Encourages a personal affinity with -the natural world.  

  • Satisfactory: connection is made to the natural world
  • Good: fosters appreciation/concern for the natural world
  • Very Good: fosters stewardship though practical and respectful experiences out-of-doors 
Locally-Focused Learning Very Good

The focus of the two lessons is the health of the local community. What is the state of the community's health and what can we, as students, do to improve it? The concluding session of the lesson plans is a local service project that addresses the question - Now that we know what we know, what are we going to do about it?

Locally-Focused Learning:

Includes learning experiences that take advantage of issues/elements within the local community. 

  • Satisfactory: learning is made relevant to the lives of the learners
  • Good: learning is made relevant and has a local focus
  • Very Good: learning is made relevant, local and takes place ‘outside’ , in the community 
Past, Present & Future Good

The survey of the communities health provides a picture of the present - of what is. The service plan provides a blueprint for the future- what may be .

Past, Present & Future: Promotes an understanding of the past, a sense of the present, and a positive vision for the future.

Pedagogical Approaches

Principle Rating Explanation
Open-Ended Instruction Very Good

Students are presented with the question - Why is it important to practice healthy living habits and advocate for healthy living practices in the community? - but it is the students who must answer the question and examine its implications. It is the students who determine what they need to know, how to obtain the required information, and what to do with that information.  

Open-Ended Instruction :

Lessons are structured so that multiple/complex answers are possible; students are not steered toward one 'right' answer.

Integrated Learning Good

The cause and consequences of good/bad health is a basic theme of all health curricula. The study on the students family, school and community is central to the expanding horizon approach to social studies. The environmental and biological factors that are part of the explanation for individual and community health are addressed in the science curriculum. The gathering of data,the analyze of that data, and the reporting of of the findings are skills/processes associated with the language arts and math curriculum.

Integrated Learning:

Learning brings together content and skills  from more than one  subject area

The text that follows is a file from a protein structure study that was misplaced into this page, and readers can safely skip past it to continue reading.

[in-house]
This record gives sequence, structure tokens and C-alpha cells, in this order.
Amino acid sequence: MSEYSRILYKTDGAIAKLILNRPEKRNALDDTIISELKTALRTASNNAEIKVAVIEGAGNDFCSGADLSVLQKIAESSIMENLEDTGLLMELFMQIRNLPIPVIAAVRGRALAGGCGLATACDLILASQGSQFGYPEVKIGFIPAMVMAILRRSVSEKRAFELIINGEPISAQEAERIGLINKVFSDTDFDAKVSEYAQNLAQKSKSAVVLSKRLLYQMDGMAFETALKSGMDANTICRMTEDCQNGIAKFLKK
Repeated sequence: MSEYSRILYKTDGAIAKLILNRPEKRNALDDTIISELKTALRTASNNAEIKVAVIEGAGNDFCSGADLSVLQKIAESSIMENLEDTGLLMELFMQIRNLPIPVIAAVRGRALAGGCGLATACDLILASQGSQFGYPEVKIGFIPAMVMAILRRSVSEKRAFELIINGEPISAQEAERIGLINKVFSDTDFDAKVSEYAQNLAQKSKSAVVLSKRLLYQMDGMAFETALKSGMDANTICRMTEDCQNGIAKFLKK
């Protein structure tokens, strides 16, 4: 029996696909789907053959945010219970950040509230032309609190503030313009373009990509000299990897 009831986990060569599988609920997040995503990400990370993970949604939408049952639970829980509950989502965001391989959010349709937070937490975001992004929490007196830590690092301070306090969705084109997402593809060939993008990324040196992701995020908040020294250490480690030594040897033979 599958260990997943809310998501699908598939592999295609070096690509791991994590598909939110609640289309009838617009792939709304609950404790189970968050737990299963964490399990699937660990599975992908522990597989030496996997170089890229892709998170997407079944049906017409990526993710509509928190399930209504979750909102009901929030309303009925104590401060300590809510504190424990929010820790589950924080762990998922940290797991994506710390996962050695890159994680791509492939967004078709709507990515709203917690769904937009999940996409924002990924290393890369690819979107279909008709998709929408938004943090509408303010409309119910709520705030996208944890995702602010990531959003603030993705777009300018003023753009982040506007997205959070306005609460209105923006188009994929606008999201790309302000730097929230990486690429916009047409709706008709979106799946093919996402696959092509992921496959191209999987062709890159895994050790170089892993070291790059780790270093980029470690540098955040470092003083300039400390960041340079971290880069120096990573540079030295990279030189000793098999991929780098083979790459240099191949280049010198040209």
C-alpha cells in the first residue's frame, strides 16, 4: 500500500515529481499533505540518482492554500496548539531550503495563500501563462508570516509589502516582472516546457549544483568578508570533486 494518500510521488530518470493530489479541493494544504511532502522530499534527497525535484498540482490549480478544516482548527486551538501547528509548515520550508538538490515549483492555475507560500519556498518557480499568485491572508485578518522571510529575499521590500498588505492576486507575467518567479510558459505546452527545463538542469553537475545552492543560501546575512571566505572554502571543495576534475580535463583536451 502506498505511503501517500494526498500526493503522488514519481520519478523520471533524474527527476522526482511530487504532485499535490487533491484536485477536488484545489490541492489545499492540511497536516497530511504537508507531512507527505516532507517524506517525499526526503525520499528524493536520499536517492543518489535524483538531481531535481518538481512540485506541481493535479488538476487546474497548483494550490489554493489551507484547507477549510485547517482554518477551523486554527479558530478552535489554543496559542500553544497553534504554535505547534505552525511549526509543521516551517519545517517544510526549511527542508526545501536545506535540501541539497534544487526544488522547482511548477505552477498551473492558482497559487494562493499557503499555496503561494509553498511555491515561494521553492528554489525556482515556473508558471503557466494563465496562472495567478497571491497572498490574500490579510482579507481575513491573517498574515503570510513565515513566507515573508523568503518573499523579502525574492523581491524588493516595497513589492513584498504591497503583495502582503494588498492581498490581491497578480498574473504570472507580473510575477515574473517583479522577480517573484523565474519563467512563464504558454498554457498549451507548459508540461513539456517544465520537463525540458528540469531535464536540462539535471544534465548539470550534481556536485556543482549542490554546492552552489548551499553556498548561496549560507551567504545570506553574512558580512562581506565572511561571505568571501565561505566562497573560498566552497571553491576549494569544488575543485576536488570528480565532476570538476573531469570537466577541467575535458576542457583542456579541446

• Satisfactory: content from a number of different  subject areas is readily identifiable
  • Good:  resource is appropriate for use in more than one subject area
  • Very Good:  the lines between subjects are blurred 
Inquiry Learning Good

Students are presented with a number of related questions - What is the state of our community health? How do I find the information required to address the question? What do I do with that information? The lesson plans strike an effective balance in providing the students with the tools necessary to answer the questions while allowing the students both the responsibility and autonomy to carry out the tasks involved.

Inquiry Learning:

Learning is directed by questions, problems, or challenges that students work to address.   

  • Satisfactory: Students are provided with questions/problems to solve and some direction on how to arrive at solutions.
  • Good: students, assisted by the teacher clarify the question(s) to ask and the process to follow to arrive at solutions.  Sometimes referred to as Guided Inquiry
  • Very Good:  students generate the questions and assume much of the responsibility for how to solve them.  . Sometimes referred to as self-directed learning.

 

Differentiated Instruction Very Good

The many tasks involved in preparing for, carrying out, and reporting on the survey allow students to choose those tasks that play to their interests and strengths. Students may be involved in any number of simulations; they may choose to interview people or have them complete a survey; they might write a poem to reflect upon what they learn, prepare a slide show or maintain a journal; they might prepare a map of the community showing locations where health options are available or write a tall tale or fable about someone who has an unhealthy lifestyle.